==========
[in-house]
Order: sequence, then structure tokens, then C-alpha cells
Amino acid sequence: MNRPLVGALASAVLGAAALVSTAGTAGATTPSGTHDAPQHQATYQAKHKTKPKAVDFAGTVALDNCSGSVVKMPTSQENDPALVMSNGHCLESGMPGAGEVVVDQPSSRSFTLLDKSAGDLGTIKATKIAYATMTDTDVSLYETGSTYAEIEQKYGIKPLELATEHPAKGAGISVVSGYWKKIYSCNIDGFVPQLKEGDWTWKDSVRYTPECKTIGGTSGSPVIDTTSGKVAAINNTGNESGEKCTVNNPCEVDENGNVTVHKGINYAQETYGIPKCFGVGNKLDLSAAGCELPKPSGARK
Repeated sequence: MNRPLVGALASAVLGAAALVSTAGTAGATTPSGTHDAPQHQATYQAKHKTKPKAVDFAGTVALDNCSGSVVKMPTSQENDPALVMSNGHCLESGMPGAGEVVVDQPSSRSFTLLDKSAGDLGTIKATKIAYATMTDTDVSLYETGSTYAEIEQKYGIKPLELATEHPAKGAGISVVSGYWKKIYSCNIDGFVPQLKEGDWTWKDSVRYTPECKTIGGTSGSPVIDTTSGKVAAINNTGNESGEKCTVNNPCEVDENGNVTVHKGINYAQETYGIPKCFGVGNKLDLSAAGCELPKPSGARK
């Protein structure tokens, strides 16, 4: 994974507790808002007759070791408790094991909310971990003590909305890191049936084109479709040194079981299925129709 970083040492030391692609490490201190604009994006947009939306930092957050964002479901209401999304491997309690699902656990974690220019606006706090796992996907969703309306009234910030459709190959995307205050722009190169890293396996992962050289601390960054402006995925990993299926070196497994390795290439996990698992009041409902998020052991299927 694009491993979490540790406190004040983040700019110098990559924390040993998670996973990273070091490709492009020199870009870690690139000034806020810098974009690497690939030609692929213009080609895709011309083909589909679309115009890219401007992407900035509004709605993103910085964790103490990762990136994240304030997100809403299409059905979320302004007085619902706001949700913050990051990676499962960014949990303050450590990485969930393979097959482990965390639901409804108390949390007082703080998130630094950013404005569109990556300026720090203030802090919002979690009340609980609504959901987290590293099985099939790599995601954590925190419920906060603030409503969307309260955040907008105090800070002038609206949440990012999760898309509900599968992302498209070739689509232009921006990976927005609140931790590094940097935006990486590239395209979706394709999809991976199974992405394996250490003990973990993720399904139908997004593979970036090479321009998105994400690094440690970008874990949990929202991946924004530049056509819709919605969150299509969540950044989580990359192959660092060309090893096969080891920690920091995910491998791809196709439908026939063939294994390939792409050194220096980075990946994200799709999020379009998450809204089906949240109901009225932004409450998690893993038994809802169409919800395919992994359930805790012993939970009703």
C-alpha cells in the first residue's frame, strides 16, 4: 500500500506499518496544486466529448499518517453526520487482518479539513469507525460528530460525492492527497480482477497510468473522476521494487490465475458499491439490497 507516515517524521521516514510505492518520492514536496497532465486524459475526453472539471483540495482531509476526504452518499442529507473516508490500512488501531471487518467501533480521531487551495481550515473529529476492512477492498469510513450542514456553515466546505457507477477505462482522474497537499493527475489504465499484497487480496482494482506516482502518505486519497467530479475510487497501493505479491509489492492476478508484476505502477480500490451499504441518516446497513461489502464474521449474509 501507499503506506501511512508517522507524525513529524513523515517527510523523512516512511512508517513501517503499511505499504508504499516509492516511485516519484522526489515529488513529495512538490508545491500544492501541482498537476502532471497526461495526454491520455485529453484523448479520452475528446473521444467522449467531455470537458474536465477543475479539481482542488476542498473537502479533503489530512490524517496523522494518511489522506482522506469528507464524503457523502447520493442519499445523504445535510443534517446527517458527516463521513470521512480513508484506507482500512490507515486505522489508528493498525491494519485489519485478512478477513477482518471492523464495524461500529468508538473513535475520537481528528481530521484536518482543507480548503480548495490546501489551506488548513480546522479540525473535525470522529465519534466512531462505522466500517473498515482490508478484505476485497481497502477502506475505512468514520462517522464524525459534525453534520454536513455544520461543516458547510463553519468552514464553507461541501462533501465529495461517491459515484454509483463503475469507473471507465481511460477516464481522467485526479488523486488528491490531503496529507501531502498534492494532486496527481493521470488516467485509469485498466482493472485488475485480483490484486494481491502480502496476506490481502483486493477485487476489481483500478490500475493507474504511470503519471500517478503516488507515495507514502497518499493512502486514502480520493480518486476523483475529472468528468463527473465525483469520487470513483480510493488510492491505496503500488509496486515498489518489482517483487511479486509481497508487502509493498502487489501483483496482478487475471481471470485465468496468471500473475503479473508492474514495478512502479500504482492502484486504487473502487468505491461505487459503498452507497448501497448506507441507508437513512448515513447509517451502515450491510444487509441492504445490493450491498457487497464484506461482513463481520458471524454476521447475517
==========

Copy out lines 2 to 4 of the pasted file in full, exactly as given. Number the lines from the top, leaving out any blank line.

Order: sequence, then structure tokens, then C-alpha cells
Amino acid sequence: MNRPLVGALASAVLGAAALVSTAGTAGATTPSGTHDAPQHQATYQAKHKTKPKAVDFAGTVALDNCSGSVVKMPTSQENDPALVMSNGHCLESGMPGAGEVVVDQPSSRSFTLLDKSAGDLGTIKATKIAYATMTDTDVSLYETGSTYAEIEQKYGIKPLELATEHPAKGAGISVVSGYWKKIYSCNIDGFVPQLKEGDWTWKDSVRYTPECKTIGGTSGSPVIDTTSGKVAAINNTGNESGEKCTVNNPCEVDENGNVTVHKGINYAQETYGIPKCFGVGNKLDLSAAGCELPKPSGARK
Repeated sequence: MNRPLVGALASAVLGAAALVSTAGTAGATTPSGTHDAPQHQATYQAKHKTKPKAVDFAGTVALDNCSGSVVKMPTSQENDPALVMSNGHCLESGMPGAGEVVVDQPSSRSFTLLDKSAGDLGTIKATKIAYATMTDTDVSLYETGSTYAEIEQKYGIKPLELATEHPAKGAGISVVSGYWKKIYSCNIDGFVPQLKEGDWTWKDSVRYTPECKTIGGTSGSPVIDTTSGKVAAINNTGNESGEKCTVNNPCEVDENGNVTVHKGINYAQETYGIPKCFGVGNKLDLSAAGCELPKPSGARK